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Browse more than 160,000 publications authored by our scientists over the past 100+ year history of the USGS.  Publications available are: USGS-authored journal articles, series reports, book chapters, other government publications, and more.

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Mismatch between conservation status and climate change sensitivity leaves some anurans in the United States unprotected

Species vulnerable to climate change face increased extinction risk, but many sensitive species may be overlooked due to limited data and exclusion from vulnerability assessments. Intrinsic sensitivity, or the inherent risk of species to environmental change due to biological factors, can be assessed with widely available data and may address gaps in multispecies vulnerability assessments. Species

Riparian plant evapotranspiration and consumptive use for selected areas of the Little Colorado River watershed on the Navajo Nation

Estimates of riparian vegetation water use are important for hydromorphological assessment, partitioning within human and natural environments, and informing environmental policy decisions. The objectives of this study were to calculate the actual evapotranspiration (ETa) (mm/day and mm/year) and derive riparian vegetation annual consumptive use (CU) in acre-feet (AF) for select riparian areas of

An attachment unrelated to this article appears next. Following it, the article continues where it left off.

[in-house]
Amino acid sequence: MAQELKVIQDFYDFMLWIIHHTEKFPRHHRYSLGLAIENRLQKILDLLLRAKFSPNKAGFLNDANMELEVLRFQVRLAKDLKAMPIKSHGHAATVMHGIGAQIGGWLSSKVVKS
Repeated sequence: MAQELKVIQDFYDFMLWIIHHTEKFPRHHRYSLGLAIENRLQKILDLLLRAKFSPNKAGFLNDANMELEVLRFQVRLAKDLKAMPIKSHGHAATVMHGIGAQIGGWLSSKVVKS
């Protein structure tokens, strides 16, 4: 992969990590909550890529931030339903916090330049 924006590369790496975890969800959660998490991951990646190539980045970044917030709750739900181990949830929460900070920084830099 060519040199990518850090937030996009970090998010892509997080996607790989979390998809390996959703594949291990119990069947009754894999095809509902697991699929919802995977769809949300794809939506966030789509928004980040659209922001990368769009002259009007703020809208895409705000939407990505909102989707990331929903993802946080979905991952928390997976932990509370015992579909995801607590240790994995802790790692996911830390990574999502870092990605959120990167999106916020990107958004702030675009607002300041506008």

Restoration research actions to address rapid change in drylands: Insights from the Colorado Plateau

The rapid intensification of ecological extremes in response to climate change and human land use is perhaps nowhere more apparent than in drylands, including the semiarid region of the Colorado Plateau in the southwestern United States. Here, we describe research directions to aid in the restoration of Colorado Plateau ecosystems during the UN Decade on Ecosystem Restoration (2021–2030) that 1) a

New larger benthic foraminifera from the subsurface Lower to Middle Eocene Oldsmar Formation of southeastern Florida (USA)

We describe two larger benthic foraminiferal taxa collected from wells drilled in the subsurface Eocene rocks of southeastern Florida that are new to peninsular Florida and the Caribbean region. Saudia floridana n.sp. is characteristic of a foraminiferal assemblage, along with Helicostegina gyralis, wide forms of the Cushmania americana group, and Gunteria floridana, in an upper part of the Oldsma

Determining seasonal recharge, storage changes, and specific yield using repeat microgravity and water-level measurements in the Mesilla Basin alluvial aquifer, New Mexico, 2016–2018

Increasing water demand and multi-year drought conditions within the Mesilla/Conejos-Médanos Basin near the New Mexico-Texas- Chihuahua border have resulted in diminished surface-water supplies and increased groundwater withdrawals. To better understand recharge to the shallow aquifer, the spatial and temporal groundwater storage changes, and the variability of specific yield (Sy) in the aquifer,

Priorities for translating goodwill between movement ecologists and conservation practitioners into effective collaboration

Addressing ongoing biodiversity loss requires collaboration between conservation scientists and practitioners. However, such collaboration has proved challenging. Despite the potential importance of tracking animal movements for conservation, reviews of the tracking literature have identified a gap between the academic discipline of movement ecology and its application to biodiversity conservation